Mainstream Media News vs Scholarly Articles on Psychology
Kindly ADD to CART and Purchase an editable WORD document at $5.99 Only.
Mainstream Media News vs Scholarly Articles on Psychology
The mainstream article that this paper analyses is titled, “The Importance of Sleep For Muscle Growth and Recovery”, (Belous, 2020). As the title suggests, the article speaks about why sleep is important for human beings and focuses mostly on its effect on muscles. It begins by explaining the biological process thorough which energy is produced in our cells and how muscles utilize this energy. The author, Alex Belous, addresses the general public especially to people who are physically active. The article also discusses the link between weight loss and sleep and provides several behaviors to avoid in order to get a healthy amount and quality of sleep. In a bid to explain the processes through which sleep affects muscle growth, the article provides an example of a workout plan focusing on the upper body and introduces a few concepts to this end based on a scholarly research study. The article is relatively short and uses language that is easy to understand. The tone is clear and concise and even addresses the readers personally while posing questions to them. Additionally, the layout includes, highlighted text, bold font, illustrations and images to capture the reader’s interest. One expectation from the title of the article is that the author addresses the need for publishing the article i.e. whether it solves a social or modern problem, the different states of sleep states, different muscle types, and a convincing conclusion that sleep does in fact impact on muscle development.
The mainstream article is mainly based on a peer-reviewed study conducted on university students in China in order to evaluate the link between muscle strength and sleep (Chen, Cui, Chen & Wu, 2017). The article is published by a scientific journal and the authors seem to be addressing people who have astute knowledge in the neuronal and musculoskeletal field. The authors hypothesize that since short or poor sleeping habits are linked to a higher probability for loss of muscle mass, then they might also have an impact on muscle strength. The study involved thousands of university students aged between sixteen to thirty years whose muscle strength and sleep duration and quality were measured. Hand grip strength was used to represent muscle strength and measured using a dynamometer while a questionnaire was used to determine the sleep parameters. This study can be categorized as applied research that uses empirical methods to investigate the phenomenon in question through solution-oriented investigations. It is also a correlational study that involves examining the association between two variables. After taking confounding aspects into consideration, a positive link between muscle strength and sleep quality was observed in the test subjects. Men who slept for shorter durations were observed to have weak muscles. No link was established for the same in female students. The study concludes that high quality sleep is linked to better muscle strength and vice versa. The article uses a lot of medical jargon and has a methodical and serious tone to it.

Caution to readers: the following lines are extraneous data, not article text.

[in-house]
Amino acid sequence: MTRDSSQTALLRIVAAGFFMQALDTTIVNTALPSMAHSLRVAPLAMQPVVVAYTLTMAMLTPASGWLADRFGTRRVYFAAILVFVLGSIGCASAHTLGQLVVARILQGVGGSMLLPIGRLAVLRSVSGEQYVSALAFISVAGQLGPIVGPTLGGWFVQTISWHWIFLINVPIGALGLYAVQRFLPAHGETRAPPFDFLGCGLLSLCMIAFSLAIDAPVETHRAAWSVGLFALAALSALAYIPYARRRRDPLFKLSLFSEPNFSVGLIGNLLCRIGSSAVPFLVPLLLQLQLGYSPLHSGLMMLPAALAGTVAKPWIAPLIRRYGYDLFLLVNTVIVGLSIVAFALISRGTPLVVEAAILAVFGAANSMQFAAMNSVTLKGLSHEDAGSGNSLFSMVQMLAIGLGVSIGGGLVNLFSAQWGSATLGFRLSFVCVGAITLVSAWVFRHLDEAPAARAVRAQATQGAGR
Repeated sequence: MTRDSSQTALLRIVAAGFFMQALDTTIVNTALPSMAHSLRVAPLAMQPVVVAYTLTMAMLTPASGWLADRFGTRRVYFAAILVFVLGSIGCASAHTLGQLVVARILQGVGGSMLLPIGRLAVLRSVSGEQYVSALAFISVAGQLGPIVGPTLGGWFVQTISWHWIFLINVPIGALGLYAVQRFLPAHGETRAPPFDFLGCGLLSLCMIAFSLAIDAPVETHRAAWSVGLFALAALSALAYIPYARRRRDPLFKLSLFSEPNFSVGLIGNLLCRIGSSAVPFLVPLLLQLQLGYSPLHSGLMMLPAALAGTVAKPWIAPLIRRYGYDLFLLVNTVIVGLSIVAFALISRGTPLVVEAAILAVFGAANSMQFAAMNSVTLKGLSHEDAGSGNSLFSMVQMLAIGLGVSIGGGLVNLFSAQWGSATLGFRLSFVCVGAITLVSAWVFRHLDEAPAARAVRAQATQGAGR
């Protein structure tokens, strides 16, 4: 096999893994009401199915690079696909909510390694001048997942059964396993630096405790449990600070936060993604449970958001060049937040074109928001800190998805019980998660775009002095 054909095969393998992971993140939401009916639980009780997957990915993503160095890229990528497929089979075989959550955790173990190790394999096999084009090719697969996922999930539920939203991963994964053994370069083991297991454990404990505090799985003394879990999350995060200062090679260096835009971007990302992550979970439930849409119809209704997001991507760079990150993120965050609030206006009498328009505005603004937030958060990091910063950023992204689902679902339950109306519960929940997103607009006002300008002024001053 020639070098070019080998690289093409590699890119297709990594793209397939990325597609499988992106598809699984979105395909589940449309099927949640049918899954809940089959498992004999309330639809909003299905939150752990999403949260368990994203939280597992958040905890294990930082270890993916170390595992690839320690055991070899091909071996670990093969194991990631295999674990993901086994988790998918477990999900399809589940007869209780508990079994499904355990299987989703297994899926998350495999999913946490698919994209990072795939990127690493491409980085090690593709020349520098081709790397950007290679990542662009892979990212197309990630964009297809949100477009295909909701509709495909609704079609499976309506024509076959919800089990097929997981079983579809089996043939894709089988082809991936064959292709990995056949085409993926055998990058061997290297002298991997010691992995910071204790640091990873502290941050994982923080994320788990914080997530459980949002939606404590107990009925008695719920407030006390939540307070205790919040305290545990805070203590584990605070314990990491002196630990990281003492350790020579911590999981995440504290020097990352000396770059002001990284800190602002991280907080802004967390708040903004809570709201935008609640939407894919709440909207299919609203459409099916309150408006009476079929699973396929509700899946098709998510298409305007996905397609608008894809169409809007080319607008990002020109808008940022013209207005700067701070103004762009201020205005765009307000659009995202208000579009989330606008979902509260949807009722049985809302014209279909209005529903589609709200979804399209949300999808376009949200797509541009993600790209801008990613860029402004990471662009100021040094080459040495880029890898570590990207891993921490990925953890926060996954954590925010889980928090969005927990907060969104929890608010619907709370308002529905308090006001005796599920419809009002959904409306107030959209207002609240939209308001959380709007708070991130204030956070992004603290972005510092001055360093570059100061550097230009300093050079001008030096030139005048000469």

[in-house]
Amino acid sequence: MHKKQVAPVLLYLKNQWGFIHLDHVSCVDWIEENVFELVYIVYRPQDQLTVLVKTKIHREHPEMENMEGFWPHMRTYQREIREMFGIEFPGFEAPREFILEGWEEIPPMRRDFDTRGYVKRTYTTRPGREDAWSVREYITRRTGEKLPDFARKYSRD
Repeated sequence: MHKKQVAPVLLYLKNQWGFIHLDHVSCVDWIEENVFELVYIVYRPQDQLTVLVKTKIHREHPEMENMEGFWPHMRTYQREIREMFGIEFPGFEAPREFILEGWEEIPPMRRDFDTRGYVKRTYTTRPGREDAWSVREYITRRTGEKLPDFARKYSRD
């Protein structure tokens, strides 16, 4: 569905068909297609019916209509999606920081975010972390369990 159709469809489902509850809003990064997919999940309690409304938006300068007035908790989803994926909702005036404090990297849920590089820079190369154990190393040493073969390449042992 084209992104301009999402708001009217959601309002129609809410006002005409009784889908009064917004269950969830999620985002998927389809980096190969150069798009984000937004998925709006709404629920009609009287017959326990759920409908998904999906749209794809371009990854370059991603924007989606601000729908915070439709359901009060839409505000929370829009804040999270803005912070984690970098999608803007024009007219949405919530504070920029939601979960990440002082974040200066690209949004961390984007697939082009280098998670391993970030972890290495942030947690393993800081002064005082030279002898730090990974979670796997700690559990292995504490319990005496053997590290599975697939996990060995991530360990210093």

The authors of the scholarly article rely on some psychological approaches in their presentation of the study to the readers. The article uses cognitive psychology to make logical inferences, assumptions, considerations in order to draw reliable conclusions from the results of the study. Cognitive psychology is concerned with the brain’s mental processes such as perception, language, learning, problem-solving and thinking. Studies on cognitive psychology have had practical implications in real life. The findings from these studies have been used to investigate how people approach treatments to psychological stresses. The hypothesis stated in this article is of a logical nature; if lack of quality sleep has been linked to a high probability for muscle mass loss, them the reverse may be true. From this premise, the authors then designed a cross-sectional exercise to prove this theory. First, all participants had to go through a physical examination to determine who was fit to participate in the study. Those with respiratory and cardiovascular diseases or physical disabilities were excluded. The participants were then measured for sleep quality and duration by filling a questionnaire with sleep related queries. On sleep quality, the parameters included a five-point scale based on problems with commencing and maintaining sleep. The duration of sleep was evaluated by self-timing and reporting. Use of hypnotics was also accounted for. A dynamometer was then used to measure grip strength that would represent muscle strength. The analysis used the highest force recorded for each participant. After considering other variables, the data was statistically analyzed using specialized software.